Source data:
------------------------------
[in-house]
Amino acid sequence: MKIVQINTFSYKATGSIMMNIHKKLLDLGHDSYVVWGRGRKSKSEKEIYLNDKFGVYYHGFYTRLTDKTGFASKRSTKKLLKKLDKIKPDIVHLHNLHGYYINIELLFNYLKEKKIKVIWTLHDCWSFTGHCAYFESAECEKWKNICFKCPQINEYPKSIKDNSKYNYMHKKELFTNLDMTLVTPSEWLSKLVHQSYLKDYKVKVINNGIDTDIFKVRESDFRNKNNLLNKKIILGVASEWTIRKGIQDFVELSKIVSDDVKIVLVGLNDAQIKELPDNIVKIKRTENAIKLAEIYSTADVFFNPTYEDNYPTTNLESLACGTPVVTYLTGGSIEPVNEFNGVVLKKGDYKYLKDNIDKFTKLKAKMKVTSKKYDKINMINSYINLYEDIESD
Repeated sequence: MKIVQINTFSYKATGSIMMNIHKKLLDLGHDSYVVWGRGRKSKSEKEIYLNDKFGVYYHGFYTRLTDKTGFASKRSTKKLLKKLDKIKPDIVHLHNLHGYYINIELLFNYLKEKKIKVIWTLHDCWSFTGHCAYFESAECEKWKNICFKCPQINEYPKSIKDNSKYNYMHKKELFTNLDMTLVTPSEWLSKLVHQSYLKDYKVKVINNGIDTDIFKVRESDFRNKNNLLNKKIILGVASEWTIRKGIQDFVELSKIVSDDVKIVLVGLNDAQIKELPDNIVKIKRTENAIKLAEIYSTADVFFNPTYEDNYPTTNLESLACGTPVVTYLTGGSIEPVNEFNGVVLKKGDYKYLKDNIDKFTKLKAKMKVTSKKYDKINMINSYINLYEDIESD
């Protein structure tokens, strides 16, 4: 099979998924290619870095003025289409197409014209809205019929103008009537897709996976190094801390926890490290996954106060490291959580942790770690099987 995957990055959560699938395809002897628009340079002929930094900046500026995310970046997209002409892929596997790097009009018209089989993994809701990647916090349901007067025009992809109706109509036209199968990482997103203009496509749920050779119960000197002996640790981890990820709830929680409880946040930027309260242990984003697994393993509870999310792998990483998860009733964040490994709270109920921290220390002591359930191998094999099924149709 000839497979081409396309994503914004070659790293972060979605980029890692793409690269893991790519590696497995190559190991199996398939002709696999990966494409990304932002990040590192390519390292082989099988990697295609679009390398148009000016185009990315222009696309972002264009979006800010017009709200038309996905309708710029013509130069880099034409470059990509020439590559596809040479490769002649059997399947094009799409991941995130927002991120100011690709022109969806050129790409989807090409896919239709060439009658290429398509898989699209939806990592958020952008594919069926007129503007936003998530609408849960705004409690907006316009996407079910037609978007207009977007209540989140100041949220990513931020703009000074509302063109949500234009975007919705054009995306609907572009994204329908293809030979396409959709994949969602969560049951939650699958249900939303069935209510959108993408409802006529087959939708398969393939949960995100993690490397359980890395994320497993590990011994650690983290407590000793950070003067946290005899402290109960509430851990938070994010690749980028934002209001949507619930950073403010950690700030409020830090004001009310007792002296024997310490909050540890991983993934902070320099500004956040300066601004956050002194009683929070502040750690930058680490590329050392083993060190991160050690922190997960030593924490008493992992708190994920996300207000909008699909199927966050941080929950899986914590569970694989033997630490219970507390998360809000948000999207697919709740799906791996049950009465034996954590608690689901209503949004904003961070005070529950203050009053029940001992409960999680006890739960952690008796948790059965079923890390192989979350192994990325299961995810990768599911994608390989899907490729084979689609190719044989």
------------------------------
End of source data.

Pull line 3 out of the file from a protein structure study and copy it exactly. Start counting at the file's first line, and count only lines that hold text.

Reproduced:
Repeated sequence: MKIVQINTFSYKATGSIMMNIHKKLLDLGHDSYVVWGRGRKSKSEKEIYLNDKFGVYYHGFYTRLTDKTGFASKRSTKKLLKKLDKIKPDIVHLHNLHGYYINIELLFNYLKEKKIKVIWTLHDCWSFTGHCAYFESAECEKWKNICFKCPQINEYPKSIKDNSKYNYMHKKELFTNLDMTLVTPSEWLSKLVHQSYLKDYKVKVINNGIDTDIFKVRESDFRNKNNLLNKKIILGVASEWTIRKGIQDFVELSKIVSDDVKIVLVGLNDAQIKELPDNIVKIKRTENAIKLAEIYSTADVFFNPTYEDNYPTTNLESLACGTPVVTYLTGGSIEPVNEFNGVVLKKGDYKYLKDNIDKFTKLKAKMKVTSKKYDKINMINSYINLYEDIESD